After two years with virtually no rain a Queensland town is planning for the possible evacuation of its entire population as water supplies run out.
The mayor of the inland community of Cloncurry, near Mt Isa, says evacuating its 3000 residents will be a last resort.
But that option is part of an emergency plan now being developed in response to dwindling water supplies.
Mayor Andrew Daniels says residents are now on the toughest water restrictions - with domestic use restricted to the bare essentials of bathing and cooking - as Cloncurry's two sources of water dry up after two years with no proper rain.
He says the next step will be moving to bore water, which will require people to boil water to drink.
"It (evacuation) is an extreme move. It's the final straw. But people are really thinking about the dire position we're in," he told the ABC on Wednesday.
"It's a scary thought but I'm hoping and praying that rain comes before we have to get to that."
Mr Daniels said he'd recently spoken with federal government representatives who were drawing up a White Paper for the development of Australia's north.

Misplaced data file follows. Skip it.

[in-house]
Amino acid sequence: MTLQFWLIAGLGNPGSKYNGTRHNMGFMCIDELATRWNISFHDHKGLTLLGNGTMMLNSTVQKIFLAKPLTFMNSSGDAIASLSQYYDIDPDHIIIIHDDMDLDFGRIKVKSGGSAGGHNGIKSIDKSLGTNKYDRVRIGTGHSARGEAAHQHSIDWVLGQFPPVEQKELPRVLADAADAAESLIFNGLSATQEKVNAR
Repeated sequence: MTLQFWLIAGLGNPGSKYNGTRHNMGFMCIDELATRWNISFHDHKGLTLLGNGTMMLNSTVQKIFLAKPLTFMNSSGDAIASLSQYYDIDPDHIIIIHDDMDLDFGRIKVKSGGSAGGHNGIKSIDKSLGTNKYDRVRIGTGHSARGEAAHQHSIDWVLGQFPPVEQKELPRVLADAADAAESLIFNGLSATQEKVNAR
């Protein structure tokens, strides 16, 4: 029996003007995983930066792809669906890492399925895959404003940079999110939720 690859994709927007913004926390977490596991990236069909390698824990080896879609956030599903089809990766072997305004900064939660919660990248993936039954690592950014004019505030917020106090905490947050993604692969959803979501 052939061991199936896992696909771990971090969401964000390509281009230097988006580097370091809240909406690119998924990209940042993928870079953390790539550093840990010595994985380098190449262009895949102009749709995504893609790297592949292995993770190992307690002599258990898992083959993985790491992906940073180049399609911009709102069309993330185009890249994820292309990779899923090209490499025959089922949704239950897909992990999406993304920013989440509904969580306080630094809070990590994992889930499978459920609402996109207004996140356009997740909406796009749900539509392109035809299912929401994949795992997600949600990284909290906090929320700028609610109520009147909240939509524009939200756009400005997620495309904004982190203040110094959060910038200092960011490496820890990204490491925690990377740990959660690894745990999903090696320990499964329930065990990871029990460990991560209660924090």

They'd asked for his thoughts on opportunities to build the economy in the north.
"I said to them ... we're not in a planning mode, we're in a survival mode," he said.
"There's been no vision in the past to try and build another water source, so we don't get into these sorts of situations."
In 2008, the town was forced to bring water in by rail from Mt Isa, but that's not an option this time.
Despite good recent rain in Mt Isa, local MP Robbie Katter said the mining city was also looking at evacuation as a worst case scenario.
He said local water supply at Lake Moondarra was just above 20 per cent and the weekend rain may have lifted that by three per cent, but that's nowhere near enough.
"We have to talk about the worst case scenarios," had told The Courier-Mail.
Mr Daniels said the Cloncurry contributed much to government coffers through mining royalties, and the beef and transport industries and it was time for some that money to start flowing back to the community in the form of better infrastructure.
"Somewhere along the line, someone's going to have to invest back in this area to make it sustainable and make it grow," he said.